A note on condos: If you’re buying into a condo or homeowners association, you’ll pay a monthly HOA fee, which could range from $100 to $600 a month (or far more in luxury buildings with lots of amenities), pushing your monthly payment closer to $3,000. That HOA fee won’t ever go down or go away, either, but it does generally include some or all of these additional “hidden” expenses and maintenance, which is a relief.

More hidden costs of owning a house

Still, we’re not done. Experts recommend setting aside at least 1% of your home’s price just for maintenance each year — that’s $4,000 a year on a $400,000 house, or $333 a month.

That might sound crazy to you – what could possibly cost more than $300 a month, every month?

Well, there are other expenses that come with owning a home — lots of them, and big ones — that are often overlooked but need to be factored into your calculations.

For example, a roof: A new roof costs about $11,000 and should last 20 to 30 years. That means, over the course of a 30-year mortgage, you’re likely going to have to drop $11,000 on a new roof at some point.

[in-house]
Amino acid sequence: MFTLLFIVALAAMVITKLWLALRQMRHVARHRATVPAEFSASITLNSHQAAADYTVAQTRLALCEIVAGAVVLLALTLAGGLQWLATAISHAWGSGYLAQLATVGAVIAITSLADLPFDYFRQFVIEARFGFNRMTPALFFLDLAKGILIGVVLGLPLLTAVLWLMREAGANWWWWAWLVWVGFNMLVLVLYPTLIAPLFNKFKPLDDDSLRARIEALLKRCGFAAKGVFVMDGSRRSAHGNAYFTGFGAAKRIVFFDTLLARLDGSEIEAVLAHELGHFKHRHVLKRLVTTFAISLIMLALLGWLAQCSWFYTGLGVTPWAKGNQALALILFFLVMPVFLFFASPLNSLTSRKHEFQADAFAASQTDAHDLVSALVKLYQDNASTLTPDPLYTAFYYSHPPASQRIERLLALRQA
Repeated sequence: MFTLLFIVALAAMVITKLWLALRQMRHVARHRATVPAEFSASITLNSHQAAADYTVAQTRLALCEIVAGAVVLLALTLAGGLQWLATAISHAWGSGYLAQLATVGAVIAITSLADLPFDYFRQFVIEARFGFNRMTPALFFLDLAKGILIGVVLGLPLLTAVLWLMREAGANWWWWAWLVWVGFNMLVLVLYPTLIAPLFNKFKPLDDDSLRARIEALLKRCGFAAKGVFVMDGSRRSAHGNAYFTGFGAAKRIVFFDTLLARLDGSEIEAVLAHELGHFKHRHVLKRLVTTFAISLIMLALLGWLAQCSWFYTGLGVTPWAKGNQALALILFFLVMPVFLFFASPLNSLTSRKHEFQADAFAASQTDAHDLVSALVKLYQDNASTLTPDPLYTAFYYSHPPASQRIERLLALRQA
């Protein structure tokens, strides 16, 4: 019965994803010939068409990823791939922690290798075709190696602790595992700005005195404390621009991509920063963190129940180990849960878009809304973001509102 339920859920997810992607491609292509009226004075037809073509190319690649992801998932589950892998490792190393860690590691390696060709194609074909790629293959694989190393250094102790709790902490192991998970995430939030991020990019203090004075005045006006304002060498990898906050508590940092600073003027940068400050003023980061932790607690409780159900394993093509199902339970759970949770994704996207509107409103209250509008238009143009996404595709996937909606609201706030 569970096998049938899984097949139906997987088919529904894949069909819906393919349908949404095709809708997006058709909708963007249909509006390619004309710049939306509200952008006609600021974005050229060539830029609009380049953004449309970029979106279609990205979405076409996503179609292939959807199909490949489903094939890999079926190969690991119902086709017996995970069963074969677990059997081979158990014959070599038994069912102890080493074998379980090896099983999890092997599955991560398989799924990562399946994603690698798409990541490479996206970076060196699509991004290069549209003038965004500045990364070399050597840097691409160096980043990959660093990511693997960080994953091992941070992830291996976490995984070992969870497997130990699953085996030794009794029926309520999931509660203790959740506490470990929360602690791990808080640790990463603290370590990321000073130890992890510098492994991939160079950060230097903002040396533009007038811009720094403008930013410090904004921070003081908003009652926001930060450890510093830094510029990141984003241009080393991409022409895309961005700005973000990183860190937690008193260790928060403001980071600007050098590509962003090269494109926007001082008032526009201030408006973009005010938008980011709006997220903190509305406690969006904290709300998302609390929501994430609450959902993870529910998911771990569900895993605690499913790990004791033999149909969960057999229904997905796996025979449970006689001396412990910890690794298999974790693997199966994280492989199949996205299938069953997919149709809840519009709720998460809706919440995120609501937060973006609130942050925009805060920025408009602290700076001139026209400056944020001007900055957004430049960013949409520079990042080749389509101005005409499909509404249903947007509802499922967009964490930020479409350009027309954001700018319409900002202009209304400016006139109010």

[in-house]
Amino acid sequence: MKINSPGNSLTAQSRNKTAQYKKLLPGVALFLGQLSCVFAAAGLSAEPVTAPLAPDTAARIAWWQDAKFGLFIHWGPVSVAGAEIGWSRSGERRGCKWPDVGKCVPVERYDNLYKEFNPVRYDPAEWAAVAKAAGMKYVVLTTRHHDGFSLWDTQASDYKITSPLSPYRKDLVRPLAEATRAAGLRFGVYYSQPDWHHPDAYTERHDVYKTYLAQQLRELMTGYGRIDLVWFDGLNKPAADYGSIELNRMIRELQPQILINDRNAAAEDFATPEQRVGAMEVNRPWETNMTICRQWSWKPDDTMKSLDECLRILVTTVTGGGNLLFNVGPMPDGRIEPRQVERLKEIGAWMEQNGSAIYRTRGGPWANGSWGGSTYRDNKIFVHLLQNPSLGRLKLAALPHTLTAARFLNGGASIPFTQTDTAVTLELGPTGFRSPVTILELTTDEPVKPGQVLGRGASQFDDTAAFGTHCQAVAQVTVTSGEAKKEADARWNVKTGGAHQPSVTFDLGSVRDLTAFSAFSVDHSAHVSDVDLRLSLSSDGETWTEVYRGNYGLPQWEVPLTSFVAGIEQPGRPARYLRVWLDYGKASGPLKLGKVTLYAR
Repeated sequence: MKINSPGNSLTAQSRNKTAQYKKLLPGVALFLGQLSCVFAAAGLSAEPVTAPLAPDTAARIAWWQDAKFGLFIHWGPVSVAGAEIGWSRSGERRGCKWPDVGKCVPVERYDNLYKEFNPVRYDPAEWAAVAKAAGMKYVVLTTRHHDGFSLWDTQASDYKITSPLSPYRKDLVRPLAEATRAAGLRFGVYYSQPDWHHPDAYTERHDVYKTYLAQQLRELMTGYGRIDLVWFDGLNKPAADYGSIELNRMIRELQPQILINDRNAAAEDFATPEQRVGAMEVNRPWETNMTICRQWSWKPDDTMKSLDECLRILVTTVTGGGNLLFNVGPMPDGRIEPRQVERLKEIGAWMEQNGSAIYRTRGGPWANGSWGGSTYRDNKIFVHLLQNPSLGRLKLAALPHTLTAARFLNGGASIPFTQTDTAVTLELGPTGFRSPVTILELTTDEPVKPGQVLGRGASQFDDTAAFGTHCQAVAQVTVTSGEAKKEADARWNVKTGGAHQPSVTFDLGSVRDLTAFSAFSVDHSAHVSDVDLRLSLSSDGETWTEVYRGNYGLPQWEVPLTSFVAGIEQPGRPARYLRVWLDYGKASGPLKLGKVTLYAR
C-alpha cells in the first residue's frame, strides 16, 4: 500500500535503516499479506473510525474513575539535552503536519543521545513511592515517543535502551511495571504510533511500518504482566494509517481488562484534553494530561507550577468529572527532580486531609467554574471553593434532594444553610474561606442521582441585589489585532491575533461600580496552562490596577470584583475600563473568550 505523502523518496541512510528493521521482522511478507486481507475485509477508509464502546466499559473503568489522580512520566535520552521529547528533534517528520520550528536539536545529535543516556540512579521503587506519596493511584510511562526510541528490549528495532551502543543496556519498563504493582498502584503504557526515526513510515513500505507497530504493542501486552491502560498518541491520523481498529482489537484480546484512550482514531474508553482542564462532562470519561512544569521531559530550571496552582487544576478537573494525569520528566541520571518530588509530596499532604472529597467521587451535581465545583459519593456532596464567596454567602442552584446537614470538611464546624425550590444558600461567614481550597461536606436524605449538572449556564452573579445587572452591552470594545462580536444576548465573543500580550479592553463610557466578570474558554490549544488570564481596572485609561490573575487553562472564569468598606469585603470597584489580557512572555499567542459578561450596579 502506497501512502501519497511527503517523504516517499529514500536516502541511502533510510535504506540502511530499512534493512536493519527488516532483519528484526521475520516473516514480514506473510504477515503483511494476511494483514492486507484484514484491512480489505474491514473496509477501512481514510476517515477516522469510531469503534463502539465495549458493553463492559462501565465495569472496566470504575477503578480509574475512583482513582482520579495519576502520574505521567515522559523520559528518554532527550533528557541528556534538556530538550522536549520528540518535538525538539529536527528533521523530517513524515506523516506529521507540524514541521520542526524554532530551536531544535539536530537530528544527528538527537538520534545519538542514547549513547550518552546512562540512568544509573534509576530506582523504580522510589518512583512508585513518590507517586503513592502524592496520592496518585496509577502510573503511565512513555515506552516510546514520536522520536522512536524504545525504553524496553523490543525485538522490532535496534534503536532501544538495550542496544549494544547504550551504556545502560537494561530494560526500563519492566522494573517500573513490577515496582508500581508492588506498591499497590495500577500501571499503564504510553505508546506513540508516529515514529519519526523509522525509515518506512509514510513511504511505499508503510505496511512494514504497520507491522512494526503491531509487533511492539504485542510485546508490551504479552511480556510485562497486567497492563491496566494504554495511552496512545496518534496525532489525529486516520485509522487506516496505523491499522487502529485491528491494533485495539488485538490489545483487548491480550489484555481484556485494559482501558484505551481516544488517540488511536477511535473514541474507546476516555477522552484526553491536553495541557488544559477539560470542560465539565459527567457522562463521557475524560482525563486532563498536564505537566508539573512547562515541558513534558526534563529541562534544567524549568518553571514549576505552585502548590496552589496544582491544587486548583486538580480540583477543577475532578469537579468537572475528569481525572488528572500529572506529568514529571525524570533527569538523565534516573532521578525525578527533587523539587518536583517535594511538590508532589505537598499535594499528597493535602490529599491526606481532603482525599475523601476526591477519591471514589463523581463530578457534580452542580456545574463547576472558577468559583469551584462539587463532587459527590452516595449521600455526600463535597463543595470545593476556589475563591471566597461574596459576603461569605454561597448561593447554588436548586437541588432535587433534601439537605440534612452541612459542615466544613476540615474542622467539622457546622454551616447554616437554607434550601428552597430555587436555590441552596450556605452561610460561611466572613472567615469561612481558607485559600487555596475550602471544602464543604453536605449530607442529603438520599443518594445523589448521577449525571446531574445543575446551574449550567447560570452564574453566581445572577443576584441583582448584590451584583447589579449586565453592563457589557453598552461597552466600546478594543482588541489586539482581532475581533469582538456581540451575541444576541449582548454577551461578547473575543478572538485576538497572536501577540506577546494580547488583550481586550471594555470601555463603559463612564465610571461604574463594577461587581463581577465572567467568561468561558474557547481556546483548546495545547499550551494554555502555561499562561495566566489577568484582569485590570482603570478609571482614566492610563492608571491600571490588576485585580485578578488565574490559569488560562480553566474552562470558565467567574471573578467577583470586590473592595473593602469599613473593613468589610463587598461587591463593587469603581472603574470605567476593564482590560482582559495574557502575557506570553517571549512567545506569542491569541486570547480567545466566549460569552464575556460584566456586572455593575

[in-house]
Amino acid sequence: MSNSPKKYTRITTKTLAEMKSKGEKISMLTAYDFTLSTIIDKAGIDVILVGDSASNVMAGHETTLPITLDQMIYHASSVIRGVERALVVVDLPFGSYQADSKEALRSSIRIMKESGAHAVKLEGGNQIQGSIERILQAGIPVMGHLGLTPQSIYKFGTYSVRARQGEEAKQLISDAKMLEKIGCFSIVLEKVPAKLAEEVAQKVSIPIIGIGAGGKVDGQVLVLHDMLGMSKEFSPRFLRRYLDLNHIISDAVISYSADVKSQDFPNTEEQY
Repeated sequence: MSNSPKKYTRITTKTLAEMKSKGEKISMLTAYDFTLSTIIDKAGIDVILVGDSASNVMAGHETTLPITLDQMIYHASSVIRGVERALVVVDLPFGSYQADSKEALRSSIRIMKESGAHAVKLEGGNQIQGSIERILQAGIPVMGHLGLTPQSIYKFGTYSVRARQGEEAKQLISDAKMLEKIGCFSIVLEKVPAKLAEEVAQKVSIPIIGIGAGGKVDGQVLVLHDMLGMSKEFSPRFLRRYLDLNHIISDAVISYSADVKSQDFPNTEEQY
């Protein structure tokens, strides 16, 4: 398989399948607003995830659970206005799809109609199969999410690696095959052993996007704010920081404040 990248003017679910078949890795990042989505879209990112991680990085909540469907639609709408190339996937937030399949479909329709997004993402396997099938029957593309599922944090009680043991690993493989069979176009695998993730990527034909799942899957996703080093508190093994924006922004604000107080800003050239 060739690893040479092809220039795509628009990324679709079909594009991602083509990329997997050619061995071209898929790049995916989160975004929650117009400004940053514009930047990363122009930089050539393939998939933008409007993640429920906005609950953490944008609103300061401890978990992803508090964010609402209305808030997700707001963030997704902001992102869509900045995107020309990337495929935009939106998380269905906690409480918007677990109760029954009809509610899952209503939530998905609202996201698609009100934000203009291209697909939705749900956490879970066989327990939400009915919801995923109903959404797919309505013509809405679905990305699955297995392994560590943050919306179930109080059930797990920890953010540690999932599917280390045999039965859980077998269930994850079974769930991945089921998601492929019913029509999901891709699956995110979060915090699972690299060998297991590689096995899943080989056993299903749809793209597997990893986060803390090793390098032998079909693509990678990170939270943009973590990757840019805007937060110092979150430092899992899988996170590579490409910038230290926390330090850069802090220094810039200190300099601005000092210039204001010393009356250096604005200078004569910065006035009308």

replacing the roof - monthly costs of owning a home real costs of homeownership

You’ll probably have to replace your roof at least once over a 30-year mortgage.

Even if you don’t  — let’s say you buy a house with a brand new roof, and never replace it — you’ll be paying for it indirectly. Because you’ll probably have to pay a bit more for the house than if it had an old roof, and it’s going to sell for less when you put it on the market 20 or 30 years later with a few missing shingles.

Over the course of a 30-year mortgage, that single $11,000 roof amounts to $367 a year, or $31 every month. If we’re being honest about the monthly cost of a home, we ought to include it.